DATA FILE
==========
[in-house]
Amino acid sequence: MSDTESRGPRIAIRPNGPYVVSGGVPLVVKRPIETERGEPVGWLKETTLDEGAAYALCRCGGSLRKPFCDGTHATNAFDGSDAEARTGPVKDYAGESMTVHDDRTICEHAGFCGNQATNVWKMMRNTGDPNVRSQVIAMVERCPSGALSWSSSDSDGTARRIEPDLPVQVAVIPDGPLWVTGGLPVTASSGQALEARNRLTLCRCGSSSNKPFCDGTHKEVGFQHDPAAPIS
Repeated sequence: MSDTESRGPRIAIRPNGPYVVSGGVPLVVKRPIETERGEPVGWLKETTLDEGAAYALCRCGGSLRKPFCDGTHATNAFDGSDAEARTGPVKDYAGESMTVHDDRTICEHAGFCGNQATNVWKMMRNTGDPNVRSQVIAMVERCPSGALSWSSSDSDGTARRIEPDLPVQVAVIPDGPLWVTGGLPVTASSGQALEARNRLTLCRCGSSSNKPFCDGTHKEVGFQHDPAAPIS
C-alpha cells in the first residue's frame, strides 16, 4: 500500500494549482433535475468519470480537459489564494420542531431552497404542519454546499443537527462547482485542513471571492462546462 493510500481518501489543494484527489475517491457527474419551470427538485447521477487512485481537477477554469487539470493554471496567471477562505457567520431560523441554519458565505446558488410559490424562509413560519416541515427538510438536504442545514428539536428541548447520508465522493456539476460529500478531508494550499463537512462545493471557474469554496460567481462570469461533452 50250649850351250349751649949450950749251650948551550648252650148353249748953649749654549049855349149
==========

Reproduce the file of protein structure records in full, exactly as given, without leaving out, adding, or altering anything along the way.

[in-house]
Amino acid sequence: MSDTESRGPRIAIRPNGPYVVSGGVPLVVKRPIETERGEPVGWLKETTLDEGAAYALCRCGGSLRKPFCDGTHATNAFDGSDAEARTGPVKDYAGESMTVHDDRTICEHAGFCGNQATNVWKMMRNTGDPNVRSQVIAMVERCPSGALSWSSSDSDGTARRIEPDLPVQVAVIPDGPLWVTGGLPVTASSGQALEARNRLTLCRCGSSSNKPFCDGTHKEVGFQHDPAAPIS
Repeated sequence: MSDTESRGPRIAIRPNGPYVVSGGVPLVVKRPIETERGEPVGWLKETTLDEGAAYALCRCGGSLRKPFCDGTHATNAFDGSDAEARTGPVKDYAGESMTVHDDRTICEHAGFCGNQATNVWKMMRNTGDPNVRSQVIAMVERCPSGALSWSSSDSDGTARRIEPDLPVQVAVIPDGPLWVTGGLPVTASSGQALEARNRLTLCRCGSSSNKPFCDGTHKEVGFQHDPAAPIS
C-alpha cells in the first residue's frame, strides 16, 4: 500500500494549482433535475468519470480537459489564494420542531431552497404542519454546499443537527462547482485542513471571492462546462 493510500481518501489543494484527489475517491457527474419551470427538485447521477487512485481537477477554469487539470493554471496567471477562505457567520431560523441554519458565505446558488410559490424562509413560519416541515427538510438536504442545514428539536428541548447520508465522493456539476460529500478531508494550499463537512462545493471557474469554496460567481462570469461533452 50250649850351250349751649949450950749251650948551550648252650148353249748953649749654549049855349149